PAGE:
Michigan Medicine finds discrepancies with Apple Watch, iPhones' use in clinical research

Michigan Medicine in Ann Arbor released early results from a three-year study that examined using Apple Watches and iPhones in clinical research and reported discrepancies with some of the data that was recorded, according to a report published in The Lancet Digital Health.

There were 6,723 Michigan Medicine patients who participated in the study. The study required patients to have an iPhone 6 or newer and wear an Apple Watch for 90 days. Patients wore their watches for 90 percent of the study days, averaging more than 15 hours per day. The 90-day study is part of a three-year observational study funded by Apple and the Ann Arbor-based University of Michigan.

Four insights:

1. The smartwatches collected more than 200 million heart rate measurements and 1.1 million blood pressure readings with the Omron blood pressure cuff, according to an Oct. 26 news release. Michigan Medicine compared the data collected from the Apple Watch to information from other sources, such as EHR data and information from the blood pressure cuffs.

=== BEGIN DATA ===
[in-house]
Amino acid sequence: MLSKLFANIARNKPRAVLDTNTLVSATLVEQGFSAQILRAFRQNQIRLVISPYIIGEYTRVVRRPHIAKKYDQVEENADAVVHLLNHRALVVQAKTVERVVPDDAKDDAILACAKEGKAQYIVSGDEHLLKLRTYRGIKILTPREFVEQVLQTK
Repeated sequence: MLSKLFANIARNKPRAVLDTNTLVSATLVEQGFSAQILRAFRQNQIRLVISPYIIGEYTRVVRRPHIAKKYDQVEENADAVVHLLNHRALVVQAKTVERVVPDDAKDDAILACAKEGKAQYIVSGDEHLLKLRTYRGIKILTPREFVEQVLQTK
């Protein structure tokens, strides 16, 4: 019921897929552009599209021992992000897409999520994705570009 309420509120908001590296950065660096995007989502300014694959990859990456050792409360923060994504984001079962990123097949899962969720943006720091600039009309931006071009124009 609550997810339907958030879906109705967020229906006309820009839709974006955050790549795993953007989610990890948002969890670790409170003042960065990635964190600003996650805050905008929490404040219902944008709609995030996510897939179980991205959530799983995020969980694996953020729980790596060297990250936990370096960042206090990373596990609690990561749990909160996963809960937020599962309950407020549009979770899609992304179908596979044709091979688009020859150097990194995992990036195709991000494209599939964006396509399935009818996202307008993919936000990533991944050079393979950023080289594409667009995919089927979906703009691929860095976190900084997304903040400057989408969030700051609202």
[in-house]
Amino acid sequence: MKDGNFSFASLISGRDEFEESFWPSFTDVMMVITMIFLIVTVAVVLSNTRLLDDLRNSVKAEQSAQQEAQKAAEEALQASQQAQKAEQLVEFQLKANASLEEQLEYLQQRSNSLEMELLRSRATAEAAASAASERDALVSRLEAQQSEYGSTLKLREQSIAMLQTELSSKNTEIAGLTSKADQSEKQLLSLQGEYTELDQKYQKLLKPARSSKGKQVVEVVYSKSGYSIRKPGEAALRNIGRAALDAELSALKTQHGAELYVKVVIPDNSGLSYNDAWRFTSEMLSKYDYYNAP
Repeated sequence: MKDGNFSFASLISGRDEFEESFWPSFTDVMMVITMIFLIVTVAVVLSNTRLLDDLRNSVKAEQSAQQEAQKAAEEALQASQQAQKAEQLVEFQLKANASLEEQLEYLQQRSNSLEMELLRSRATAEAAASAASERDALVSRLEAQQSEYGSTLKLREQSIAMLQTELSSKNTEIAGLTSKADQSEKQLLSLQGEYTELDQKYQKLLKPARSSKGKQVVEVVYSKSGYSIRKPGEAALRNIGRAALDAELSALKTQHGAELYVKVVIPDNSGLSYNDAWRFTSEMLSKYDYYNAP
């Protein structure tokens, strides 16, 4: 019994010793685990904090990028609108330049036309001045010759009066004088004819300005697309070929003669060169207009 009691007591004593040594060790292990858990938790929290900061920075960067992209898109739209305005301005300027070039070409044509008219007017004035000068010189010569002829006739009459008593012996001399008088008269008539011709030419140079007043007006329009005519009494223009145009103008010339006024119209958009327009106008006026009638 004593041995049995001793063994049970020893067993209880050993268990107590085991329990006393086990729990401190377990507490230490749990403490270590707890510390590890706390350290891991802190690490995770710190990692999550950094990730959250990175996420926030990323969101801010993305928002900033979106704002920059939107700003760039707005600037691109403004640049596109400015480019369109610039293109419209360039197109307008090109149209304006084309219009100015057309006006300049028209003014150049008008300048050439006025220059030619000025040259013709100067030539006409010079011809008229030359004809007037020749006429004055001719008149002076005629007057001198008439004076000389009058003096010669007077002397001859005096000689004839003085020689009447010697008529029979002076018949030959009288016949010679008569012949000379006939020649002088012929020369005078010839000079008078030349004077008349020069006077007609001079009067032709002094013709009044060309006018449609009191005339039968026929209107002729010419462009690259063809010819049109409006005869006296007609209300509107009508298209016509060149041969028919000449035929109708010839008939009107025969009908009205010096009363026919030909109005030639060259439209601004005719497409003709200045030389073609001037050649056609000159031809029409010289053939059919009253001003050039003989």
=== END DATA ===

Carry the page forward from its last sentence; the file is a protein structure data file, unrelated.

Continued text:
2. Jessica Golbus, MD, co-investigator on the study and physician with the cardiovascular medicine division at Michigan Medicine, said in the release that the study unveiled a significant discrepancy in activity levels as measured by the Apple Watch and iPhone. Apple's iPhone also had a much lower step count than what was shown on Apple Watches. 

"I think what this means is that not all mobile device signals are created equal and that, in the future, interpretation of these signals will require knowledge of the device from which these signals were collected," Dr. Golbus said.

3. The study also found that the iPhone has a shorter battery life than other devices, which can influence results, according to the report.

4. Overall, the researchers concluded that smartwatch data could inform clinical trial design, clinical interpretation of wearable data, health interventions and risk predictions, according to the report.

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